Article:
This element is important for several reasons. In the first place, with very little effort it allows to evoke the idea of ​​the undesired consequence of behaving badly, which is in itself something unpleasant, so it can be an aversive factor that can appear in those "feints" of bad behavior.

Secondly, in the event that expulsion occurs, it allows a quicker understanding of what is understood, which is why this type of punishment will hardly be decontextualized .

3. Expulsion or cessation of reinforcement

In the event that the behavior persists or is repeated, it proceeds to the temporary expulsion of the individual or the cessation of reinforcement. It must be avoided as much as possible that the moment in which the technique is applied is reinforcing (that is, it does not feel more attended to by the fact of being punished, which can cause the target behavior to increase). The reason for the punishment is explained and the time that must remain outside is indicated.

Once the timeout time has elapsed, proceed to ask the subject if he understands why he has been expelled and the child is told that he can return to the stimulating situation. Alternative strategies may be offered in the event that the unwanted behavior had some kind of motivation behind it.

It is possible to implement a differential reinforcement of behaviors, congratulating and praising the behaviors that are incompatible with the one that is to be eliminated. It is important to be consistent and consistent in its application, otherwise the time out it can cause confusion .

Risks and disadvantages of time out

Time out is a technique that can sometimes be useful for modifying behavior, but its application has both advantages and disadvantages. On the one hand, it is a behavior modification technique that allows to inhibit unwanted behavior in situations in which the subject can be reinforced by a large number of possible elements, such as classmates. However, the application of this type of techniques is controversial and not very recommendable, since in certain situations it can generate different damages in the person to whom it is applied.

In the first place, it is a technique that works only at a behavioral level, with which Cognitive aspects may not be treated that are behind the emission of the behavior. There is a modification of the behavior, but not of the values, and it is difficult to produce an internalized learning. The answer is learned as avoidance of punishment, but internally it can be considered positive.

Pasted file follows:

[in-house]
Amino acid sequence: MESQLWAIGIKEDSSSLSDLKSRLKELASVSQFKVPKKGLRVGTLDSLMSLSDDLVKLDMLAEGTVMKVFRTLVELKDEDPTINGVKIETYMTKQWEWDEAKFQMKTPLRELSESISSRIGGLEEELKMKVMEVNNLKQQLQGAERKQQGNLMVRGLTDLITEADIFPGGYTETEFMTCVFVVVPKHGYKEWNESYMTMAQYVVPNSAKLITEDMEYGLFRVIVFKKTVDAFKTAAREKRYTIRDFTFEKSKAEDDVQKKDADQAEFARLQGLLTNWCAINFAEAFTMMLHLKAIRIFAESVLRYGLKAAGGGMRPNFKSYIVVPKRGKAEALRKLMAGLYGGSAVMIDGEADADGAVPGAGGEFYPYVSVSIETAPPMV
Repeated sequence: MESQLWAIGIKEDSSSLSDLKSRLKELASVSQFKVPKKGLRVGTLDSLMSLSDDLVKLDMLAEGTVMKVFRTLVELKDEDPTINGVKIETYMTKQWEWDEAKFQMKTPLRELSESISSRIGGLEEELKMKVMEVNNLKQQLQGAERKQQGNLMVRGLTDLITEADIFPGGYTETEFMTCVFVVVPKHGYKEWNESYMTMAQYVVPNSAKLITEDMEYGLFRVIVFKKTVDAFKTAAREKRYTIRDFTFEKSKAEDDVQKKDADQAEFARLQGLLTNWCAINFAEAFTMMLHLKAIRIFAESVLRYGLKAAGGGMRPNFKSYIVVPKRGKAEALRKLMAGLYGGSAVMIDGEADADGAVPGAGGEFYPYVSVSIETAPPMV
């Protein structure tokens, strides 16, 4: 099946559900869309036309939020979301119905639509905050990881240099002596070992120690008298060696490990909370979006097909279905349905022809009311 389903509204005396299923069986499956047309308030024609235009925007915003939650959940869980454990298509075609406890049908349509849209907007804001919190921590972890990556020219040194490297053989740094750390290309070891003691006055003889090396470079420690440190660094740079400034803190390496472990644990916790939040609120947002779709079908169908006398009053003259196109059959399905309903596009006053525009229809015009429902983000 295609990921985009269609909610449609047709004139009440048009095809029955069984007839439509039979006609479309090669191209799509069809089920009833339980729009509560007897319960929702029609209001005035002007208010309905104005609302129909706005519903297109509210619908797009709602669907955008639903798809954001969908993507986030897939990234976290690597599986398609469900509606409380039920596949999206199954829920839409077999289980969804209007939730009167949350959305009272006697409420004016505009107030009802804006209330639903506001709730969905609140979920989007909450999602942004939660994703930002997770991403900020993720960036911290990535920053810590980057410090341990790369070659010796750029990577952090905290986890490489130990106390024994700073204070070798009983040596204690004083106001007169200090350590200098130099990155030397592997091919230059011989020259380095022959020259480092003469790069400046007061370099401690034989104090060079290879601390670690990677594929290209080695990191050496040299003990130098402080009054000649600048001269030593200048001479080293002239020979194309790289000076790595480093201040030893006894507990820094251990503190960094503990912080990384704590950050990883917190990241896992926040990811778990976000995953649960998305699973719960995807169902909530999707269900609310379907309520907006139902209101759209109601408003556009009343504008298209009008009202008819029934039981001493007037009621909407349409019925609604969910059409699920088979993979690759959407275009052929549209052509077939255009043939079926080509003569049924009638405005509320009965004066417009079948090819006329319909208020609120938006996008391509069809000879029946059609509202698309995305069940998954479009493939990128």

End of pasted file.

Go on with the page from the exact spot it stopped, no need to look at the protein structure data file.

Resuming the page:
Another of the great disadvantages of this technique is that the subject is conditioned through fear , fear may appear to the subject who applies the punishment. In addition, the subject may perceive that it is not appreciated when the situation occurs, which will tend not to share the factors that have motivated the undesired behavior.

In the same way, suffering is generated due to the withdrawal of attention and this can suppose a loss of self-esteem as well as confidence in the environment. It also harms the relationship with those who apply the punishment, to be able to provoke resentment. However, it can be argued that the suffering that this generates more than compensates for the suffering that would occur if he did not stop behaving in a certain way.

Therefore, it is recommended that, if this technique is used, combine with other that allow the individual to understand and be educated in the why of things, how the behavior to eliminate is harmful, different ways of acting are modeled and positive behaviors are reinforced.

Bibliographic references:

  • Almond, M.T .; Díaz, M. & Jiménez, G. (2012). Psychotherapies CEDE Preparation Manual PIR, 06. CEDE: Madrid.
  • Horse, V. (1991). Manual of therapy techniques and behavior modification. 21st Century: Madrid.
  • Labrador F.J, Crusader F. J & López M (2005). Manual of behavior modification and therapy techniques. Pyramid: Madrid.
  • Pierce, W. David & Cheney, Carl D. (2013). "Behavior Analysis and Learning: Fifth Edition". Psychology Press.
  • Skinner, B.F. (1969). Contingencies of reinforcement: a theoretical analysis. New York: Appleton-Century-Crofts.

Using Time-Out (July 2024).